Krugman has argued that the rich embrace Republican economic policies both because they want more money and simply because they're more inclined to buy into theories that justify their wealth. In a May <a href="http://www.huffingtonpost.com/2012/05/08/paul-krugman-rich-people-want-to-buy-praise-as-the-salvation-of-the-rest-of-us_n_1499679.html" target="_hplink">interview with Reuters</a>, Krugman said that rich people "want the world to praise them for their wealth, so they want economic theories that praise rich people as the salvation of the rest of us."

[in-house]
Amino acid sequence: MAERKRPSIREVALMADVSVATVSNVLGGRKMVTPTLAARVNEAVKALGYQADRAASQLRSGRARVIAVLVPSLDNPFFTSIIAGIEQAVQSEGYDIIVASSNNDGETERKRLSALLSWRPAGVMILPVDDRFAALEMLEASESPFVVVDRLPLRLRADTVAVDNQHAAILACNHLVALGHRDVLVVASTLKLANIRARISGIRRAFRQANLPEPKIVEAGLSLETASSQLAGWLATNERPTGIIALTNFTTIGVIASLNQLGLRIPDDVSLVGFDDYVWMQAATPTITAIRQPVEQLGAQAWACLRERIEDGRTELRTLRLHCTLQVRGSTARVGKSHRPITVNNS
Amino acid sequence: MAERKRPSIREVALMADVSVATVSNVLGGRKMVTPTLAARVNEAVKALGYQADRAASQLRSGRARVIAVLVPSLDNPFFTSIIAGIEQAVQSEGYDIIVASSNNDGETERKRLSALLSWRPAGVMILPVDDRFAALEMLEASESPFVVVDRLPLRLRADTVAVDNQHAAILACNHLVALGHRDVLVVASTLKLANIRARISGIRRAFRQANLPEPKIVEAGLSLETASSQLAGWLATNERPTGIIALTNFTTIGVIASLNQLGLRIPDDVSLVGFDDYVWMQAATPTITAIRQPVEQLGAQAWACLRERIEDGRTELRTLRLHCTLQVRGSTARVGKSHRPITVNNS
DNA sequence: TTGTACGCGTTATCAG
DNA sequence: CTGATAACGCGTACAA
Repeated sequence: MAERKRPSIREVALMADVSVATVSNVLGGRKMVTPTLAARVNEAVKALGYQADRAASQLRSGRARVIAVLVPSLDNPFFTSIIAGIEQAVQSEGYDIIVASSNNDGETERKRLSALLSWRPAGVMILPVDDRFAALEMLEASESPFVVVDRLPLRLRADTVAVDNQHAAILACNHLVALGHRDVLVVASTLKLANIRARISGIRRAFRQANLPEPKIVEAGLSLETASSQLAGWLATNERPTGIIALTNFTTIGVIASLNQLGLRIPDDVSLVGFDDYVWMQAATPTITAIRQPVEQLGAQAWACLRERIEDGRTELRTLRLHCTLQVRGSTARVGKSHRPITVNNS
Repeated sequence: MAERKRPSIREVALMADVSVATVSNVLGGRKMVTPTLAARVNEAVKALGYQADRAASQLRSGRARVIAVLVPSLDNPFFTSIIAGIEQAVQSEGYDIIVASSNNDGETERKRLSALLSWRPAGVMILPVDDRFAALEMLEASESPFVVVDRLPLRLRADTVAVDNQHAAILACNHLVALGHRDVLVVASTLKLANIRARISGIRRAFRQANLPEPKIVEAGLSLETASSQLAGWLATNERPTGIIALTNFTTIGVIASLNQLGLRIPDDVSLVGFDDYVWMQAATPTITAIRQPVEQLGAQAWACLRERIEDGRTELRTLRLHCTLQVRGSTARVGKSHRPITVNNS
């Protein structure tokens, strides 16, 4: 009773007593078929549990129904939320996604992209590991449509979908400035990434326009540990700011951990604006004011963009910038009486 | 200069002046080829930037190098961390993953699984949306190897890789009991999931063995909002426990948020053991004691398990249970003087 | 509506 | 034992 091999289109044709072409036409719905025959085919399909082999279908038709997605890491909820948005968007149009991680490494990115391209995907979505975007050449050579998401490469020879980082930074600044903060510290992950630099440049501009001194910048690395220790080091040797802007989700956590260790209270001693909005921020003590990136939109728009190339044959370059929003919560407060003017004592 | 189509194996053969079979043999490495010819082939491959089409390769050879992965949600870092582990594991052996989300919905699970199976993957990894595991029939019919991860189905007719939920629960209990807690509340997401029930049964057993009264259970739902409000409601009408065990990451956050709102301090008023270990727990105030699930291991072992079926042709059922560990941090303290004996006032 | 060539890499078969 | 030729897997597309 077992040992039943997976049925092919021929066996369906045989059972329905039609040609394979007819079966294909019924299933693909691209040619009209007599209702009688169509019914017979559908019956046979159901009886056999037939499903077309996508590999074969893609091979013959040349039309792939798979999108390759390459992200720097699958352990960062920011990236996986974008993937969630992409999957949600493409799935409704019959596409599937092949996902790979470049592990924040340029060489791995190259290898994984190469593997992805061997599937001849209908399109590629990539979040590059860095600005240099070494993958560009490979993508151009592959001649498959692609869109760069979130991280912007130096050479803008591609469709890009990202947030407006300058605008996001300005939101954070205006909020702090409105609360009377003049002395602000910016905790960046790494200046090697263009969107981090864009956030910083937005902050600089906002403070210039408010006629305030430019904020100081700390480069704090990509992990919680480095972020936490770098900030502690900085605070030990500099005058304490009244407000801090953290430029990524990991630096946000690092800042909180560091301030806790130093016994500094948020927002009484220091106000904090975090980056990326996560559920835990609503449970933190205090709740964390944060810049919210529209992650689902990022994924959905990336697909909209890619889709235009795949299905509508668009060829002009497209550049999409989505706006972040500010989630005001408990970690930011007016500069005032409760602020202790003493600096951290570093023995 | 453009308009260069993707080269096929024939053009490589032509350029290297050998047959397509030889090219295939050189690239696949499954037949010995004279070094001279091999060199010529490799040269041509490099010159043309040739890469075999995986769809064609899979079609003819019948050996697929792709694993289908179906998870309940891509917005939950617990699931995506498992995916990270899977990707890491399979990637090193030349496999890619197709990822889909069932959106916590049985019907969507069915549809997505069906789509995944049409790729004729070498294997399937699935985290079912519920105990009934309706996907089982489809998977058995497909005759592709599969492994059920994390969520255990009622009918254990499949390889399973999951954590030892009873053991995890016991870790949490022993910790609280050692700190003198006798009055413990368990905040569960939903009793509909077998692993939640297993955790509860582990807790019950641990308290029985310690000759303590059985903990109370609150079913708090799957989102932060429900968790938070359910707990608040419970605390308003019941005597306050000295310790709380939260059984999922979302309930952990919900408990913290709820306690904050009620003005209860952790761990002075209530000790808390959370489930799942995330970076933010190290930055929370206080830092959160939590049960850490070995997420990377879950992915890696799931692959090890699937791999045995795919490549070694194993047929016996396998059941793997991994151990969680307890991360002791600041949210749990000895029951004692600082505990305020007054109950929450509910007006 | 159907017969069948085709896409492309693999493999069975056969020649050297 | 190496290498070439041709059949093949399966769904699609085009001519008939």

Krugman has been critical both of Wall Street's current practices and of the industry's ability to escape punishment for its role in the financial crisis. In a <a href="http://www.huffingtonpost.com/2012/02/17/paul-krugman-playboy-interview_n_1284417.html" target="_hplink">February interview with Playboy</a>, Krugman said "It's hard for me to believe there were no crimes. Given the scale of [the financial crisis], given how many corners were being cut, some people must have violated laws. I think people should be in jail."